My paternal grandfather is dying. It tears me up inside to know that my Protestant family members will die outside of the amazing, protective graces of the Catholic Church.
My dying grandfather has no access to the Sacrament of the Sick, to Confession, or to the Eucharist. He can't sooth his natural fears by the recitation of a Chaplet of Divine Mercy or even say a single Hail Mary. There are no priests to comfort him, no kind Sisters to bring him the Eucharist on his sickbed, and no Legion of Mary members to hold his trembling hands and pray the rosary.
Last Sunday, I poured out my broken heart to Father Valentine after Mass. "Father, my Protestant grandfather is dying in another state." I pointed to my big, pregnant belly, "I can't visit him in person. I'm restricted to mail and the telephone. He doesn't have access to the Sacrament of the Sick. How should I pray for him? I'm praying the Divine Mercy Chaplet on my own but I can't pray that with him. He doesn't really understand the concept of "redemptive suffering" or uniting himself with Jesus on the cross? How do I talk to him? What should I do?"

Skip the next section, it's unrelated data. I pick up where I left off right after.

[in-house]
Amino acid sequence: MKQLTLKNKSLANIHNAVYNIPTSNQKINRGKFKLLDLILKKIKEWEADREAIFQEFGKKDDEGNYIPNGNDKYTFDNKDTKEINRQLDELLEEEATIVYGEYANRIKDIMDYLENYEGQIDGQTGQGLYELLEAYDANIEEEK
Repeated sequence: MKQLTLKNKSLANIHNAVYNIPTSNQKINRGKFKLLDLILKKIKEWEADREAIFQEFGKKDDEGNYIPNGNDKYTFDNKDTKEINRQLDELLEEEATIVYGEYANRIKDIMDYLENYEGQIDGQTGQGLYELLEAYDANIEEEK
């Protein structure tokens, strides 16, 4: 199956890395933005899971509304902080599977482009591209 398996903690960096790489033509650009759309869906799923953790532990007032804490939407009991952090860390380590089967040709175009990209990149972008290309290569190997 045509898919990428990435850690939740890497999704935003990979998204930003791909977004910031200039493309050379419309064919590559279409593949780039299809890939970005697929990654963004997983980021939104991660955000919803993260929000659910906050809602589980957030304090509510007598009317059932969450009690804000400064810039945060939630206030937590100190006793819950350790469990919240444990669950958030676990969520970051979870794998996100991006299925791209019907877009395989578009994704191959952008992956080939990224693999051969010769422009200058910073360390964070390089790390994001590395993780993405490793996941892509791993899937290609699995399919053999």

In that tender, intimate love that shows that a priest always acts as our true Spiritual Father, Father Val shook my hand. In a lovely Irish lilt he told me with certainty "You can't do better than the Our Father. That was the prayer that He taught us himself. Just keep praying the Our Father with your grandfather. That will be enough."
I'm often guilty of making my prayer life too complicated. Praying for the dying is a big responsibility for a Carmelite, and indeed, for all Catholics. Sometimes, however, I find myself frozen in fear. I easily become overwhelmed by the multiple devotions that are available to assist the dying. I worry that I'm not praying hard enough, in the right way, to the right Saint, in order to make any sort of difference.
Yet Father Val's words are a beautiful reminder to me that prayer is always easy. The Our Father is the common ground between Protestants and Catholics. I don't need to be the vehicle of grace that converts my grandfather to the Catholic faith on his deathbed. Instead, my simple job is to help my grandfather keep praying his familiar "Our Lord's Prayer" in the final days of his life.